“Excruciating details” seems to be used by Judge Klausner in place of “substantial similarity” and this cannot be good news for Defendants’ attorneys.

Defendants are not entitled to the fair use defense

Judge Klausner examined the four fair use factors to decide whether the use of the original Star Trek works by Defendants was fair and found that all the factors weighted in favor of Plaintiff.

As for the first factor, the purpose and character of the use, Judge Klausner found that Defendants’ use was not transformative, as it does not have a further purpose or different character, nor does it alter the original Star Trek works with new expression, meaning, or message, as required by Campbell v. Acuff-Rose Music. Indeed, “Defendants want the Axanar Works to supplant the Star Trek Copyrighted Works” by creating “alternative ways for fans to view Star Trek.”

Defendants argued that their works are “mockumentaries,” that is, fictions presented in a documentary form, which is a form of parody and are thus transformative. Judge Klausner was not convinced, reasoning that, under Campbell, a parody must use some elements of a prior work to create a new work that criticizes the substance or style of the prior work, and must “target the original, and not just its general style, the genre of art to which it belongs, or society as a whole.” Judge Klausner could not discern any criticism of the Star Trek Copyrighted Works in Defendants’ works.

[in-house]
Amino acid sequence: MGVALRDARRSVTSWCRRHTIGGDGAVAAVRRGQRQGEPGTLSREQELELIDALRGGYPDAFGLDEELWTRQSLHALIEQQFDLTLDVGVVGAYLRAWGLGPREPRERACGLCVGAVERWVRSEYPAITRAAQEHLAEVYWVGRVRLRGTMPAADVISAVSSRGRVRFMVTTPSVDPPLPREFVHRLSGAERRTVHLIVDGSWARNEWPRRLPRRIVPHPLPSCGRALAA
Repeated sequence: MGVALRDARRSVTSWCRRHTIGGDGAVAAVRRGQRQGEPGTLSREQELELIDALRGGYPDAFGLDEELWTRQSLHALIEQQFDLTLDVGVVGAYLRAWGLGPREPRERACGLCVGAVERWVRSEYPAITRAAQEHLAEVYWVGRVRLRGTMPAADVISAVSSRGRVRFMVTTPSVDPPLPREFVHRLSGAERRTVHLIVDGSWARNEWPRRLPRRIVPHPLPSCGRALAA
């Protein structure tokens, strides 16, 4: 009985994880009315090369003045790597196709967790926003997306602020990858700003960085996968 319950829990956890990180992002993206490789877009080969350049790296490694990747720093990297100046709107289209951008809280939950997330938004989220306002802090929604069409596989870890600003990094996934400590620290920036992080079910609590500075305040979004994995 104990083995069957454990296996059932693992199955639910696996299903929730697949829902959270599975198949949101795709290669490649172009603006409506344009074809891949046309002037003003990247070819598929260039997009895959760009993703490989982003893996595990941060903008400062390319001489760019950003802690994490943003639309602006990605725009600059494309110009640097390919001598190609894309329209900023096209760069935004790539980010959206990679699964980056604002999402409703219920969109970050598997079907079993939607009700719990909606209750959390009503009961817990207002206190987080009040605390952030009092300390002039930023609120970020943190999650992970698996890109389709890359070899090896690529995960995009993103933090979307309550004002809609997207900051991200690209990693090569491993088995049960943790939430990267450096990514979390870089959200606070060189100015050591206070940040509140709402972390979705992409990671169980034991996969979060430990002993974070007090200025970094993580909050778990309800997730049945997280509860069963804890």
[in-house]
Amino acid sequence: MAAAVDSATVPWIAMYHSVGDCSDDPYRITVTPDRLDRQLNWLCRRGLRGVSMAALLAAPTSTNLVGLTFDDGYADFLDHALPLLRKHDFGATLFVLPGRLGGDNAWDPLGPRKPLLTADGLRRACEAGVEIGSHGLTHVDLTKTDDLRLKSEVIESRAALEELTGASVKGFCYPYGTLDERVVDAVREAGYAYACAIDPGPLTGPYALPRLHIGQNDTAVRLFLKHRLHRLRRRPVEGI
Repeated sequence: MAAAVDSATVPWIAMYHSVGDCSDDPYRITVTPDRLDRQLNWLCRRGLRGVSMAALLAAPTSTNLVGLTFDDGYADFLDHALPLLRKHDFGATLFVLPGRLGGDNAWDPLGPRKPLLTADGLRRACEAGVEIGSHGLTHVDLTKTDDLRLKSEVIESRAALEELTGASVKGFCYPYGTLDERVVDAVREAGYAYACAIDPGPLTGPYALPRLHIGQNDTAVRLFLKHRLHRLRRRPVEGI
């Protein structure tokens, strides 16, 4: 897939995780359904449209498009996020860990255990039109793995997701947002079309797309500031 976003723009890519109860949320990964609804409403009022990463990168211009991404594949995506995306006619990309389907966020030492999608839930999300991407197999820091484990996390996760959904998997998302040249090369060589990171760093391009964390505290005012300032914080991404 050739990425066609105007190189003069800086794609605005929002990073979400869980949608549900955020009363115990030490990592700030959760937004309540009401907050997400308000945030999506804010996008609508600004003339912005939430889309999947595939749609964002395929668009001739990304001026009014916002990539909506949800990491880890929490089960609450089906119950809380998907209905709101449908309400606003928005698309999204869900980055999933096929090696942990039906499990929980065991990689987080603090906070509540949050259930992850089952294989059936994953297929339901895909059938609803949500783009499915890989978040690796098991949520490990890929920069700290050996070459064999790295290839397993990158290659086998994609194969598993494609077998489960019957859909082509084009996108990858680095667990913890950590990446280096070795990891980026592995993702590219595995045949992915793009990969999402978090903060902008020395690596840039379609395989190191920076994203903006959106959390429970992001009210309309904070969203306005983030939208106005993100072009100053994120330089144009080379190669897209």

Defendants argued that their works are not commercial because they are and will be distributed for free. Judge Klausner was not convinced by this argument either, noting that “Peters hoped to derive non-monetary benefits, for example, other job opportunities, from the Axanar Works.” Therefore, Defendants, who did not obtain a license from Plaintiffs, “profit from exploitation of the copyrighted material without paying the customary price.”

Judge Klausner also found that the second fair use factor, the nature of the copyrighted work, weighted in favor of Plaintiff as their works “have transported the hearts of a legion of fans to the Star Trek universe. …They are the type of works that are given broad copyright protections.”

As for the third factor, the amount and substantiality of the portion used, Judge Klausner found that Defendants used elements which are part of the Star Trek canon “down to excruciating details[the third time Judge Klausner wrote ‘excruciating details,’ ouch] and that Star Trek elements “pervade” Defendants’ works.